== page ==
So with that in mind, I managed to score myself two sets of hats and scarves for almost 50% of his original price. Of course I threw in the "I have no money because I'm a poor student" card, but he already knew that, because I apparently looked so young. He also gave me a leaflet advertising a show about 5,000 years of Chinese culture that looks amazing but is too pricey for me to attend, since "I have no money because I'm a poor student". However, if any of you happen to be in London in April and are interested in attending then my good deed for the day has been done.

On a final note, here is a photo of Gus, our college cat, who decided to take up residence on my friend's bed. She actually called me over to get rid of him, poor thing!

So cute! ^^

Maybe I should've titled this post: how to haggle with a Chinese vendor. Answer: if you can't speak Chinese, then go with someone who can haggle for you.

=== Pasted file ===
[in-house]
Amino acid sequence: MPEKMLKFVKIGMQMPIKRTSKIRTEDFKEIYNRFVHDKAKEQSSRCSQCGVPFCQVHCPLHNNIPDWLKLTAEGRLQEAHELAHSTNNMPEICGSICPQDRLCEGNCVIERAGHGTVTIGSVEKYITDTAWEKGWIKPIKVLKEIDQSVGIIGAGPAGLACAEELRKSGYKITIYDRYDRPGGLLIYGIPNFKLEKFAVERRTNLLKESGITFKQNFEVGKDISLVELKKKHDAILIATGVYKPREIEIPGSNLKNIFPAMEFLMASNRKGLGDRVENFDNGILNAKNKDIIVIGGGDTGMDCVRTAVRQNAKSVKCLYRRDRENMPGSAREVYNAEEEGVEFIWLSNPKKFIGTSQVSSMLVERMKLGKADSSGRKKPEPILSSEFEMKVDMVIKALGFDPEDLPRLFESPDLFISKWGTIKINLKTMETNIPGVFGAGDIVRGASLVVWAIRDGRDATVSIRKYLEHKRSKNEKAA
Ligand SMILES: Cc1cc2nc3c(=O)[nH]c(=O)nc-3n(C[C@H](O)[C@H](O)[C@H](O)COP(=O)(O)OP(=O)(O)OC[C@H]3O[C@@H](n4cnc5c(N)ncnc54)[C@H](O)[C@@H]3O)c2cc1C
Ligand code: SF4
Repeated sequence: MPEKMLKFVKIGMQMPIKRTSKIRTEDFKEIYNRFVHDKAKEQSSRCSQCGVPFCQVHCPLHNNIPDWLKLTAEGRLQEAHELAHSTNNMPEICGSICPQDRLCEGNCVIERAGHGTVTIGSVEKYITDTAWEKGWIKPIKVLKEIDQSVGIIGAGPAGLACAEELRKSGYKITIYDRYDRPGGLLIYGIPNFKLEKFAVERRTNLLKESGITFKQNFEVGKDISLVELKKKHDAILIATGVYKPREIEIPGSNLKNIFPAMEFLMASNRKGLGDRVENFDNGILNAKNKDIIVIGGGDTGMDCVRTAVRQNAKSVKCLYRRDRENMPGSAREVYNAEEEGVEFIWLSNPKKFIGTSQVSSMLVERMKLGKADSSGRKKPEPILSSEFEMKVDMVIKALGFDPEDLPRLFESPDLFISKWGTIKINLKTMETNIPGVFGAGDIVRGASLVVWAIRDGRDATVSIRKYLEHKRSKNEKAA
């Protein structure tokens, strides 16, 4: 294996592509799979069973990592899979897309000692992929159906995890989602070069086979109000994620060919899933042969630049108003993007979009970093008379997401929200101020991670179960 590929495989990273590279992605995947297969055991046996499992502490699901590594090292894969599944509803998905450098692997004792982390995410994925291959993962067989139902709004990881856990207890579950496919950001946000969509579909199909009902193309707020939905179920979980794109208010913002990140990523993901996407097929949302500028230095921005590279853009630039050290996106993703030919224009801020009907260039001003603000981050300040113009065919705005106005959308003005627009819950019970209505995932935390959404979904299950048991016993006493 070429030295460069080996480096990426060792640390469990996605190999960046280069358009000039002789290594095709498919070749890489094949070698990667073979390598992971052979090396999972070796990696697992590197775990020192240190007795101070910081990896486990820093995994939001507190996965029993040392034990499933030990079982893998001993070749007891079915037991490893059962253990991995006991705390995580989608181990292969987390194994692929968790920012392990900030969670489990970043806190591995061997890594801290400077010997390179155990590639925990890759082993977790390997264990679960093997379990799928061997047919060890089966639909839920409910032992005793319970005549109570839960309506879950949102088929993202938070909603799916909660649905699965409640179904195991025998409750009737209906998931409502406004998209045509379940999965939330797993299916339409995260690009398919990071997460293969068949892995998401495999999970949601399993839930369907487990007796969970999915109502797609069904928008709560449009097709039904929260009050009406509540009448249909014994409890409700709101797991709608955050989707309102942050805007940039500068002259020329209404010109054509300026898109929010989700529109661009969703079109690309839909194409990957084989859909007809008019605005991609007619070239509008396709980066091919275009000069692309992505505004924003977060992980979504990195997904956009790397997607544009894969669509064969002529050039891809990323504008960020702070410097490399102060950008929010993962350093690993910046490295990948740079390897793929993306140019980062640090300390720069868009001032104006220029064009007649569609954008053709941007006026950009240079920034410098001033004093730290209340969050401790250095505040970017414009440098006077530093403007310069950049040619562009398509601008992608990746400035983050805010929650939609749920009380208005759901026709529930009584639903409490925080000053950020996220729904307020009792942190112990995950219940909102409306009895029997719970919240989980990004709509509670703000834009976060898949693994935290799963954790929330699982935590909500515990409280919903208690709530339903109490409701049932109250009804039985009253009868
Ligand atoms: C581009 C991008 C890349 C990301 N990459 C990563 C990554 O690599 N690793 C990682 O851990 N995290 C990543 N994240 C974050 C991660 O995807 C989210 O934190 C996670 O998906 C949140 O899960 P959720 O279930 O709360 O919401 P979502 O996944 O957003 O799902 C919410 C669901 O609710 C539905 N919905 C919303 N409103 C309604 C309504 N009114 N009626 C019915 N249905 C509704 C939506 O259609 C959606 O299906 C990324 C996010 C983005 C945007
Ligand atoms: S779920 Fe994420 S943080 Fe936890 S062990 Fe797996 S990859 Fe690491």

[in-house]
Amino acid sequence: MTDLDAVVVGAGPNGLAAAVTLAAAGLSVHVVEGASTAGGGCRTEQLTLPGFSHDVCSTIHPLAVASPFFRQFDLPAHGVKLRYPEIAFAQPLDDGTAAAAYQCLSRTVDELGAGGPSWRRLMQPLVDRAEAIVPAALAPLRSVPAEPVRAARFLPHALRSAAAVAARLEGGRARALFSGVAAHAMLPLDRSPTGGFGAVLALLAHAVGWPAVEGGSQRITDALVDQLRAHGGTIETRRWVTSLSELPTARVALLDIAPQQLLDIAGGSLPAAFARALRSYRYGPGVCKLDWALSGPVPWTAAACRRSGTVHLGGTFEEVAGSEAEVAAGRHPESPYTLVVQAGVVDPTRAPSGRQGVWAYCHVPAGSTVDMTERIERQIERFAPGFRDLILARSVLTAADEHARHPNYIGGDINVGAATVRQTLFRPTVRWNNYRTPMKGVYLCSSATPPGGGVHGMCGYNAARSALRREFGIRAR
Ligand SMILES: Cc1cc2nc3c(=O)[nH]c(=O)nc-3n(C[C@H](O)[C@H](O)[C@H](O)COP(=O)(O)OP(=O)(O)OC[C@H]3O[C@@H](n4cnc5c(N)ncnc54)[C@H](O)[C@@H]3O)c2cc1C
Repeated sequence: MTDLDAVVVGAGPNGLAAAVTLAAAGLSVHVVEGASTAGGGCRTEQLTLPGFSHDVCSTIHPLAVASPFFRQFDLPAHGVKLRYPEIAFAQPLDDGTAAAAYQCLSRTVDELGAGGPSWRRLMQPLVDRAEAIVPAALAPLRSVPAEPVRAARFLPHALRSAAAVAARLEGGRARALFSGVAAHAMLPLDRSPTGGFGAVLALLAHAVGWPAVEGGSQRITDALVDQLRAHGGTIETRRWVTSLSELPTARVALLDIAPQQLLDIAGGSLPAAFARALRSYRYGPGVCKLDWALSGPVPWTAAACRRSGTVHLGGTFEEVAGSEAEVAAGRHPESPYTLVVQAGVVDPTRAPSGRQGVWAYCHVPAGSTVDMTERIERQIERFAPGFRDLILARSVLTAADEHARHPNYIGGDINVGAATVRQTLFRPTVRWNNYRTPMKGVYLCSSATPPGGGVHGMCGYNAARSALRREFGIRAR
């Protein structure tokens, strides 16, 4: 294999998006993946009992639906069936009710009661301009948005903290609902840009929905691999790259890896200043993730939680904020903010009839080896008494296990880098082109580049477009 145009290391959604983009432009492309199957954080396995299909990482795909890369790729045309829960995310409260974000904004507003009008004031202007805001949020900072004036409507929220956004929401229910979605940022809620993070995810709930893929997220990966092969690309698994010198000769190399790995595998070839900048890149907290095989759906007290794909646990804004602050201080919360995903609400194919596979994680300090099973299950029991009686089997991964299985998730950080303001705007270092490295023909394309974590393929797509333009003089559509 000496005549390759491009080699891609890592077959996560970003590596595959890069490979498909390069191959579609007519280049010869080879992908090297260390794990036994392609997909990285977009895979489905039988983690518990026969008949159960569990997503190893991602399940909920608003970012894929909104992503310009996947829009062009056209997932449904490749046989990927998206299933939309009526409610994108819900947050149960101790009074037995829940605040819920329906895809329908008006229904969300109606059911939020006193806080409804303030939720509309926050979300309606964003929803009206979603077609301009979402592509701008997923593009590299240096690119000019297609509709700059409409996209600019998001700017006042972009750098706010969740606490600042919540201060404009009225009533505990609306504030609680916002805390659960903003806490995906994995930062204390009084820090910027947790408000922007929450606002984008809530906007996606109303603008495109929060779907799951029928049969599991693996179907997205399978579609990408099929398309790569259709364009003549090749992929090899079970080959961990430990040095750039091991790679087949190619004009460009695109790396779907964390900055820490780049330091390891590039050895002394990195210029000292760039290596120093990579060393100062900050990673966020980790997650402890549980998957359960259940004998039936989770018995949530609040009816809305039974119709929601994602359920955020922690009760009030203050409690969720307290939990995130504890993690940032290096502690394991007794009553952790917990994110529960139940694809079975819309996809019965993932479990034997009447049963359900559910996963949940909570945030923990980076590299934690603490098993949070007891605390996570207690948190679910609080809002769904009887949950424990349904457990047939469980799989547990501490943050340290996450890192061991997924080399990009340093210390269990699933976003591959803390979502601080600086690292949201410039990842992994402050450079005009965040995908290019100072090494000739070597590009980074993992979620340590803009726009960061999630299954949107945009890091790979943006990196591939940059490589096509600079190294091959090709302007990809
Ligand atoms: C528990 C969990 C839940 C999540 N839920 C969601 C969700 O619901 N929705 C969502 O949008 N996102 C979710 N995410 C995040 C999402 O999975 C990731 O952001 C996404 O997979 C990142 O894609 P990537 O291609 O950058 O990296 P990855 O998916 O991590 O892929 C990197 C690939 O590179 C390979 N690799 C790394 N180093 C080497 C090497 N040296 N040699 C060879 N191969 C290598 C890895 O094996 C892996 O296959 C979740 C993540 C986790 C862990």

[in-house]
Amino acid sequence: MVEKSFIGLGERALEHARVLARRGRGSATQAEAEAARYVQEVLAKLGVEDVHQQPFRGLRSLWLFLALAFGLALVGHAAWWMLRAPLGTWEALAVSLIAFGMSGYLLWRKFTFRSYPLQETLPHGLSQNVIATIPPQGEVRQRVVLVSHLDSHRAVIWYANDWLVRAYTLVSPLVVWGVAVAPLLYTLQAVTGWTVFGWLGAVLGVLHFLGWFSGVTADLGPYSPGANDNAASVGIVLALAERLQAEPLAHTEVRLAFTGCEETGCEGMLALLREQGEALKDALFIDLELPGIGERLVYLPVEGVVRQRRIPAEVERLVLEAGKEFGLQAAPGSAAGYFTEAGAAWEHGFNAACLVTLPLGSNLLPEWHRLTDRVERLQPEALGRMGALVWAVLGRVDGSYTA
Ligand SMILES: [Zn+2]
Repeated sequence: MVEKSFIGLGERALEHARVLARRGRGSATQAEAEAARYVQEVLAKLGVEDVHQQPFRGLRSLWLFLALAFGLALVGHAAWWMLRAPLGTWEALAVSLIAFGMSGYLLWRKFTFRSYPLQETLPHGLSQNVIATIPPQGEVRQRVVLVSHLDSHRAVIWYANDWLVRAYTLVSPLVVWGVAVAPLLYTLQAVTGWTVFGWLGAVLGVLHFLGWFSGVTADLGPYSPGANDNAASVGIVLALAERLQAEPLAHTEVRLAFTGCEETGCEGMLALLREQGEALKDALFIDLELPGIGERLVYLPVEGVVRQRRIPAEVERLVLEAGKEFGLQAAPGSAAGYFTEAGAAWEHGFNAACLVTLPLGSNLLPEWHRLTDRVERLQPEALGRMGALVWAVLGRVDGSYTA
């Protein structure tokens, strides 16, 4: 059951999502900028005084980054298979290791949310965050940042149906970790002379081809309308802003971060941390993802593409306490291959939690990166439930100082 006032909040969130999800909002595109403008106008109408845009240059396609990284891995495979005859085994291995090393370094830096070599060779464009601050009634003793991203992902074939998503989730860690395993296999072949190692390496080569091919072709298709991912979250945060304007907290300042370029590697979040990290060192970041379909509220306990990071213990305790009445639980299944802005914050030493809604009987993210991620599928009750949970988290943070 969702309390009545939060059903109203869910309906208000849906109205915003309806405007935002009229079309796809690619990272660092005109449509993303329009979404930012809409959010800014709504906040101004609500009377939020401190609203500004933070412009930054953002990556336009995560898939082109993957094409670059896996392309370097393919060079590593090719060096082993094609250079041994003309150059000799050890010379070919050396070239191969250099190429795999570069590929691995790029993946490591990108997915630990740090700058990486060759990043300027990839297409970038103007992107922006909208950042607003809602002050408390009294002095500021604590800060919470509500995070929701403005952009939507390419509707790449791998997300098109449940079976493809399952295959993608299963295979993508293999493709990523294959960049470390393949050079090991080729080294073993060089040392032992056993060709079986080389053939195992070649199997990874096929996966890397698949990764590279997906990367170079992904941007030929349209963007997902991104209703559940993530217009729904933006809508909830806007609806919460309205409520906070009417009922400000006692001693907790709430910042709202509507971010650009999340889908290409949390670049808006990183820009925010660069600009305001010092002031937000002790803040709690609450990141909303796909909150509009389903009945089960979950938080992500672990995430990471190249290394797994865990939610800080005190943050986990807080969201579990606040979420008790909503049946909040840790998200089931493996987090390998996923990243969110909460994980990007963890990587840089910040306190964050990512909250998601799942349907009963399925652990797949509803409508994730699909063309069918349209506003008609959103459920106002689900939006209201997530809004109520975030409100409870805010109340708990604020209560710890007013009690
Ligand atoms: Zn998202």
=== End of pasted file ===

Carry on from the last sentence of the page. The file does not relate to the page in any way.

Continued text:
Yishi xxx


  1. You're allowed pets in your dorm?? Does he sleep with you? That's so cute! And it may be unfair but whatever, I'm sure there are things that may be skewed against you so it all balances out in the end. Take advantage of it!!

    1. Nope, we're not allowed pets! But there is a member of staff in a high ranking position who owns a cat that just roams the place. Normally Gus is really temperamental and doesn't let anyone stroke him so it was really surprising to see him lounging on my friend's bed especially as I've never seen him inside before! Hehe yeah I guess so, it was more of a passing observation than something I felt very strongly about! Pity bargaining isn't more of a norm here in the UK though...